MIT system could enable submarine-to-aircraft communications

Researchers at MIT have developed a new communications system that allows underwater signals to be received wirelessly from above the surface.

(Credit: Christine Daniloff/MIT)

The development, which is still at a very early stage, could someday allow submarines to communicate directly with aircraft. Known as TARF (translational acoustic-RF communication), it uses a combination of sonar and highly sensitive radar to send and receive the signals. An underwater transmitter first sends data packets to the surface via sonar. Above the surface, the ultra-sensitive radar can detect the minute disturbances in the water, allowing the receiver to decode the data.

“Trying to cross the air-water boundary with wireless signals has been an obstacle,” said lead researcher Fadel Adib, an assistant professor in the MIT Media Lab. “Our idea is to transform the obstacle itself into a medium through which to communicate.”

TARF includes an underwater acoustic transmitter that sends sonar signals using a standard acoustic speaker. The signals travel as pressure waves of different frequencies corresponding to different data bits. For example, when the transmitter wants to send a 0, it can transmit a wave travelling at 100Hz; for a 1, it can transmit a 200Hz wave. When the communications signal hits the surface, it causes tiny ripples in the water, only a few micrometres in height, corresponding to those frequencies.

The radar, which resembles a pair of cones, transmits a radio signal that reflects off the vibrating surface and rebounds back to its source. Due to the way the signal collides with the surface vibrations, it returns with a slightly modulated angle that corresponds exactly to the data bit sent by the sonar signal. A vibration on the water surface representing a 0 bit, for instance, will cause the reflected signal’s angle to vibrate at 100Hz.

“The radar reflection is going to vary a little bit whenever you have any form of displacement like on the surface of the water,” said Adib. “By picking up these tiny angle changes, we can pick up these variations that correspond to the sonar signal.”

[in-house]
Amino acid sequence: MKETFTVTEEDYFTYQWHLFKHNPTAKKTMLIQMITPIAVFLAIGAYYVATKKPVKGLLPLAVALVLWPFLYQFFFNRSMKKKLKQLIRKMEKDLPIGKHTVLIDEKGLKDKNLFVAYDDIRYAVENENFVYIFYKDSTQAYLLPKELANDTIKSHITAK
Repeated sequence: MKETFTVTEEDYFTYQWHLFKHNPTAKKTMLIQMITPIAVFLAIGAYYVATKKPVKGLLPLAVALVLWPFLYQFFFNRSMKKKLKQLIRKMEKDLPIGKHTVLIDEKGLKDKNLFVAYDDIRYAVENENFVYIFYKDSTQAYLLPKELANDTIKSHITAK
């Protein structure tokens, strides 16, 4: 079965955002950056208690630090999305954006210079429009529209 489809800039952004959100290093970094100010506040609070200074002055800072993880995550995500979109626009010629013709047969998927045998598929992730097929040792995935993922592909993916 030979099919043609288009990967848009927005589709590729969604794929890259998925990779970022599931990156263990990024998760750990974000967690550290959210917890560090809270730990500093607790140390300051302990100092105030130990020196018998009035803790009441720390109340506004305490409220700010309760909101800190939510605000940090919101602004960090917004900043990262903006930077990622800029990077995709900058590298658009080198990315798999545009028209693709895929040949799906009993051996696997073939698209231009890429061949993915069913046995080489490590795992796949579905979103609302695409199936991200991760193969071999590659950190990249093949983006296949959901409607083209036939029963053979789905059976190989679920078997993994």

To filter the tiny sonar vibrations from the much larger waves surrounding them, the researchers developed signal-processing algorithms. Natural waves occur at about 1 or 2Hz — or, a wave or two moving over the signal area every second. The sonar vibrations of 100 to 200Hz, however, are a hundred times faster. Because of this frequency differential, the algorithm zeroes in on the fast-moving waves while ignoring the slower ones.

The communications system was tested in a water tank and two swimming pools on the MIT campus, with the sonar signals sent from depths of between 5cm and 3.5m below the surface, and the radar at heights of 20-40cm above the surface. TARF was able to successfully transmit data in all scenarios, even when confronted with small waves created by swimmers in the pool. In waves higher than 16cm, however, the system wasn’t able to decode signals. The next steps will involve refining the system to work in rougher waters.

“It can deal with calm days and deal with certain water disturbances,” said Adib. “But [to make it practical] we need this to work on all days and all weathers.”